Weed of the week Stinging Nettles Urtica dioica

Stinging Nettle Urtica dioica

Introduction and Biology

Nettles are a common weed found growing all over the world, apart from the Arctic and Antartic. The Latin name Urtica dioica means “burning” and “uro” means “I burn”. Nettles are from the plant family of Urticaceae.

Urtica dioica is a tall, rhizomatous, perennial herb with numerous stinging hairs, they can grow up to heights of a metre or more. They have dark green, heart shaped, serrated edged, leaves covered in small stinging hairs, as are the large square stems. The flowers are green and hang in catkins from the plant.


It thrives on nutrient rich soils and so probably originated in fens on silty soils and semi-natural ancient woodlands, but widely naturalized in a range of habitats and abundant throughout the British Isles. Urtica dioica is a moderately shade-tolerant species, which occurs on most moist or damp, weakly acid or weakly basic, richly fertile soils. A highly competitive ruderal species, Urtica dioica often forms monospecific stands which can increase in diameter by 60cm a year.

Nettle Clump

nettle clump

These stands are not infrequently the product of a single individual that has spread by means of horizontal yellow rhizomes each of which can exceed 50cm in length.

Urtica dioica has frequently been described as a nitrophile, but there are many soils in which the supply of inorganic nitrogen is adequate for growth. However, there are other soils in which growth is checked with symptoms of severe phosphorus deficiency unless soluble phosphate is added to the soil. This is especially so in the long-established deciduous woodlands, and where there has been no addition of fertilizers to the soil.

The growth responses of U. dioica to the availability, source and utilization of nitrogen and phosphorus have been examined experimentally in some detail.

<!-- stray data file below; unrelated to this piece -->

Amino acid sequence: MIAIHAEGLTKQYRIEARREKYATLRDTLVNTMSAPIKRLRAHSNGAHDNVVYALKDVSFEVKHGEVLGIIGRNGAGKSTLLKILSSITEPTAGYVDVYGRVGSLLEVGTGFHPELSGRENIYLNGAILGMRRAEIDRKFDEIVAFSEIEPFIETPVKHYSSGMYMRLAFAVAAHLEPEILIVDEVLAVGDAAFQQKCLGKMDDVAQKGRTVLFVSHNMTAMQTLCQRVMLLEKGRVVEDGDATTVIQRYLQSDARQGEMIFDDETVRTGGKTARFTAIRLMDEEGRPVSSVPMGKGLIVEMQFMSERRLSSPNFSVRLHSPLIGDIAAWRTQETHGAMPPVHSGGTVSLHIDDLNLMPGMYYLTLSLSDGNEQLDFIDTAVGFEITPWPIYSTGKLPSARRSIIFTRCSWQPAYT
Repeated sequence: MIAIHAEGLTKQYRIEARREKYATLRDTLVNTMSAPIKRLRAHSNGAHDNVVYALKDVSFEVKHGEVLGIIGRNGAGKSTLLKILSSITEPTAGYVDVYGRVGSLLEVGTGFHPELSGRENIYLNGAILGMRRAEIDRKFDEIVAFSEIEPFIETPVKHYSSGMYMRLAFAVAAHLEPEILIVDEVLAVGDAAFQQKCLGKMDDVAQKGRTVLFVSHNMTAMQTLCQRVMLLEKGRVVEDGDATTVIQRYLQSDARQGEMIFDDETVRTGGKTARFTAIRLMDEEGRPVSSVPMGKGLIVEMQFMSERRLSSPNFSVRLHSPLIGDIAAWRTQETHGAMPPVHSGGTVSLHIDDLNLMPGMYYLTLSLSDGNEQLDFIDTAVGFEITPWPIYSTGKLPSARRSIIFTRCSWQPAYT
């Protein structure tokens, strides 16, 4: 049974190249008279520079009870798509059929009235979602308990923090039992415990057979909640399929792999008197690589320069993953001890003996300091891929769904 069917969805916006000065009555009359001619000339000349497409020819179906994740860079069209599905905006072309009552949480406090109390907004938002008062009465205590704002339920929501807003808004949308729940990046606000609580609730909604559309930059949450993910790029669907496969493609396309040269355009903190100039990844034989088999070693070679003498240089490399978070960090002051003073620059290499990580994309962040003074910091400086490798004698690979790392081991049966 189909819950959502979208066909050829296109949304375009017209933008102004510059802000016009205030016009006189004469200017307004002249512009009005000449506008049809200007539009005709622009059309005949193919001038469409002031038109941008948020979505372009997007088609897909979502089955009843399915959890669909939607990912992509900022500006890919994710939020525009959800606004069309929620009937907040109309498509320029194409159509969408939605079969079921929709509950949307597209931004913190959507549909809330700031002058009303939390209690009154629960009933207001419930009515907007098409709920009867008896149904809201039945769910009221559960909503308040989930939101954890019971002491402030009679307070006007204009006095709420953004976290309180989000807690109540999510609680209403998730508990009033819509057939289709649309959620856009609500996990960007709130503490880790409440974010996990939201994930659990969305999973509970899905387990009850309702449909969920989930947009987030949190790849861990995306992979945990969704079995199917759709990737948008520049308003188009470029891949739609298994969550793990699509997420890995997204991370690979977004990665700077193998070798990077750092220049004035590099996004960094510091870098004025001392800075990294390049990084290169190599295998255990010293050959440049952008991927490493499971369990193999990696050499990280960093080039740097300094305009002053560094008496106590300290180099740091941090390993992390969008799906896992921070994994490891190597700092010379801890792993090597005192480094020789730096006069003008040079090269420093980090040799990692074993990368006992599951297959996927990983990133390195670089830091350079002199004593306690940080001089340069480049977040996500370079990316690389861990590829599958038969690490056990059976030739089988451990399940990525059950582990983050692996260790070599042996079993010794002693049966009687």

Plants are usually dioecious so male and female flowers are found on separate plants. Male clones of U. dioica flower in advance of female clones. Male flowers appear quite yellow, whilst female flowers have a silvery furry appearance.

Male Nettle Flowers

 stinging nettle male flowers

Female Nettle Flowers

stinging nettle female flowers

Some insect species favour feeding on the developing seeds on female flowers whilst others feed on the pollen of male flowers (Davis, 1991). The pollen grains are extremely small elliptical in shape (1 to 1.2mm length 0.4mm diameter) and yellow/grey in colour. U. dioica are usually wind-pollinated, but occasionally insect-pollinated. The low seed mass of U. dioica enables the production of vast numbers of seeds. Over 70% of the seeds germinate in the period immediately following dispersal, the species maintains a seed bank that changes little in size with season and is large in relation to annual seed production.

Nettle stings

 sting of nettle

The sting of nettles contains the chemicals Histamine, which irritates the skin, Acetylcholine that causes a burning sensation and Serotonin, which causes the other two chemicals to react. This is the main side effect from using nettles.

The stinging hairs when examined under a microscope exhibit a swollen base containing the irritant fluid and bearing a tapering stiff tube that ends in a bent portion with a narrow constriction. The walls of this tube are impregnated with silica and therefore they are brittle. When brushed the tip is broken and the fractured microscopic tube enters the skin. The consequent pressure on the sac gives us a hypodermic injection of the fluid. Grasping the nettle has been recommended as less painful. The rationale for this argument is that when handled roughly the hairs on this plant are broken lower down the tube and do not penetrate the skin. This mechanism is thought to offer some measure of protection against browsing as it can cause irritation to skin around and inside the mouthparts (Salisbury 1961).


1 Comment

  1. 20/01/2013 at 7:27 pm

    […] Weed of the week Stinging Nettles Urtica dioica. […]

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